The Aran Islands by John M. Synge; Maunsel & Company, LTD, Dublin, 1911
After Mass this morning an old woman was buried. She lived in the cottage next mine, more than once before noon I heard a faint echo of the keen. I did not go to the wake for fear my presence might jar upon the mourners, but all last evening I could hear the strokes of a hammer in the yard, where, in the middle of a little crowd of idlers, the next of kin laboured slowly at the coffin. Today, before the hour for the funeral, poteen was served to a number of men who stood about upon the road, and a portion was brought to me in my room. Then the coffin was carried out, sewn loosely in sailcloth, and held near the ground by three cross-poles lashed upon the top. As we moved down to the low eastern portion of the island, nearly all then men, and all the oldest women, wearing petticoats over their heads, came out and joined the procession.
While the grave was being opened the women sat down among the flat tombstones, bordered with a pale fringe of early bracken, and began a wild keen, or crying for the dead. Each old woman, as she took her turn in leading the recitative, seemed possessed for the moment with a profound ecstasy of grief, swaying to and fro, and bending her forehead to the stone before her, while she called out to the dead with a perpetually recurring chant of sobs.
All round the graveyard other wrinkled women, looking out from under the deep red petticoats that cloaked them, rocked themselves with the same rhythm, and intoned the inarticulate chant that is sustained by all as an accompaniment.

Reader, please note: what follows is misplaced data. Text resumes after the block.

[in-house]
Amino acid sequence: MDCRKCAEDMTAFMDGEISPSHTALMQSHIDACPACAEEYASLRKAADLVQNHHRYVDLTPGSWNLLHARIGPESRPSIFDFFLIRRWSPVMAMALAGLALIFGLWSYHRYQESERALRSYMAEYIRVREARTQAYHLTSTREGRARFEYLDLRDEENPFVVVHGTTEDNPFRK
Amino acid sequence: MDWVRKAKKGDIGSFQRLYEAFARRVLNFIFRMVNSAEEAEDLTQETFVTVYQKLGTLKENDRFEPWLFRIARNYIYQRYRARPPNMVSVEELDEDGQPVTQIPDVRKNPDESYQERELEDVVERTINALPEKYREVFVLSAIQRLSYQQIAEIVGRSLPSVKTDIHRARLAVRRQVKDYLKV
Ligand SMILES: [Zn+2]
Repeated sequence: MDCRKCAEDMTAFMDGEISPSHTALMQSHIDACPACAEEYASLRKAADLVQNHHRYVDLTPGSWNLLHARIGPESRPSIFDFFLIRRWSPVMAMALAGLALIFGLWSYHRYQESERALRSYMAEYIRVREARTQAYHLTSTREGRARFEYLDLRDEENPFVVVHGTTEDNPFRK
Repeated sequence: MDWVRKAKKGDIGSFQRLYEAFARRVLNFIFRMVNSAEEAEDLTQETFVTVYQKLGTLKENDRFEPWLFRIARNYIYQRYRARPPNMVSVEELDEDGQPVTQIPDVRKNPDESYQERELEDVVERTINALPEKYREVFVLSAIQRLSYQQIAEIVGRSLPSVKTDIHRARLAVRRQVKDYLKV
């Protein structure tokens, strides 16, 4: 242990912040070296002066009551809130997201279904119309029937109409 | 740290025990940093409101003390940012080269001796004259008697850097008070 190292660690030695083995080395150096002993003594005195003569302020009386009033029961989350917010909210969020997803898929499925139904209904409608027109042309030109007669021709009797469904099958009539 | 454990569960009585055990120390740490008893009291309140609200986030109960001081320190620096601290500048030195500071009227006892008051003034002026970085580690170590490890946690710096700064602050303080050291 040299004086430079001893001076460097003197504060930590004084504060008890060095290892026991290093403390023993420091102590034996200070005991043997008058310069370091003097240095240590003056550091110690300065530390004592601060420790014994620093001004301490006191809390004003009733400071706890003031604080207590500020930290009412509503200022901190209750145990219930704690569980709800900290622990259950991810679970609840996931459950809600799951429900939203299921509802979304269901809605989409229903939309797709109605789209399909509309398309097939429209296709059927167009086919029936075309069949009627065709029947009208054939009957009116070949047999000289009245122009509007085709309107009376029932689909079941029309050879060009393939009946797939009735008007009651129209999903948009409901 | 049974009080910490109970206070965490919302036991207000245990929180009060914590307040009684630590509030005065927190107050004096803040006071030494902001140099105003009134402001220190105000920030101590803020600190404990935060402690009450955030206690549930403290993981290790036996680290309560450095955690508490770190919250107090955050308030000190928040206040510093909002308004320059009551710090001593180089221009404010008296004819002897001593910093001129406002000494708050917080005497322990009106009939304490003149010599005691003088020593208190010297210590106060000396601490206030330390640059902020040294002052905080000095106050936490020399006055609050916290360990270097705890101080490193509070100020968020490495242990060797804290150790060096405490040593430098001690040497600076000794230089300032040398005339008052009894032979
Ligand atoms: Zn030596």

The morning had been beautifully fine, but as they lowered the coffin into the grave, thunder rumbled overhead and hailstones hissed among the bracken.
In Inishmaan one is forced to believe in a sympathy between man and nature, and at this moment, when the thunder sounded a death-peal of extraordinary grandeur above the voices of the women, I could see the faces near me stiff and drawn with emotion.
When the coffin was in the grave, and the thunder had rolled away across the hills of Clare, the keen broke out again more passionately than before.
This grief of the keen is no personal complaint for the death of one woman over eighty years, but seems to contain the whole passionate rage that lurks somewhere in every native of the island. In this cry of pain the inner consciousness of the people seems to lay itself bare for instant, and to reveal the mood of beings who feel their isolation in the face of the universe that wars on them with wind and seas. They are usually silent, but in the presence of death all outward show of indifference or patience is forgotten, and they shriek with pitiable despair before the horror of the fate to which they are all doomed.
Before they covered the coffin an old man kneeled down by the grave and repeated a simple prayer for the dead.
There was an irony in these words of atonement and Catholic belief spoken by voices that were still hoarse with cries of pagan desperation.
A little beyond the grave I saw a line of old women who had recited in the keen sitting in the shadow of a wall beside the roofless shell of the church. They were still sobbing and shaken with grief, yet they were beginning to talk again of daily trifles that veil from them the terrors of the world.
When we had all come out of the graveyard, and two men had rebuilt the hole in the wall through which the coffin had been carried in, we walked back to the village, talking of anything, and joking of anything, as if merely coming from the boat-slip, or the pier.
One man told me of poteen-drinking that takes place at some funerals.
‘A while since,’ he sais, ‘there were two men fell down in the graveyard while the drink was upon them. The sea was rough that day, the way no one could go to bring a doctor, and one of the men never woke again, and found dead that night.’